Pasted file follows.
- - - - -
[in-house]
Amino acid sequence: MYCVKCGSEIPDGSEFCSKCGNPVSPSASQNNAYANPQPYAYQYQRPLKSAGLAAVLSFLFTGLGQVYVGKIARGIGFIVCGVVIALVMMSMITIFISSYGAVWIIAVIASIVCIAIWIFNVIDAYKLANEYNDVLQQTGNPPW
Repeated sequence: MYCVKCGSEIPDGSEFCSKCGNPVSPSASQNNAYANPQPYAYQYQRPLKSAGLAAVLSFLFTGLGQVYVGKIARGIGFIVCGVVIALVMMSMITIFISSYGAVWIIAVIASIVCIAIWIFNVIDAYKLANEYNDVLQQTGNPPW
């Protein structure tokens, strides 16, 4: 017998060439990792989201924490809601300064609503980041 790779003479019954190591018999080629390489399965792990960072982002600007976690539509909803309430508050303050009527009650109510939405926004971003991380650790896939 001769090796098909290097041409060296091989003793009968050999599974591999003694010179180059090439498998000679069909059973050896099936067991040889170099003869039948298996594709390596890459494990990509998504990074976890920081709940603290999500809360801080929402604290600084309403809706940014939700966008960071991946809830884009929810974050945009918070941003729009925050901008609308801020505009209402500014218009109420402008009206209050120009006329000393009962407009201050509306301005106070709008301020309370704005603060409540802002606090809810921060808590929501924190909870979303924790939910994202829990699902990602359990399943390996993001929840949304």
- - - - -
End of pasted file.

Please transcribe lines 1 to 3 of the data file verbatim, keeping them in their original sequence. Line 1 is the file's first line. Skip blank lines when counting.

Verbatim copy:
[in-house]
Amino acid sequence: MYCVKCGSEIPDGSEFCSKCGNPVSPSASQNNAYANPQPYAYQYQRPLKSAGLAAVLSFLFTGLGQVYVGKIARGIGFIVCGVVIALVMMSMITIFISSYGAVWIIAVIASIVCIAIWIFNVIDAYKLANEYNDVLQQTGNPPW
Repeated sequence: MYCVKCGSEIPDGSEFCSKCGNPVSPSASQNNAYANPQPYAYQYQRPLKSAGLAAVLSFLFTGLGQVYVGKIARGIGFIVCGVVIALVMMSMITIFISSYGAVWIIAVIASIVCIAIWIFNVIDAYKLANEYNDVLQQTGNPPW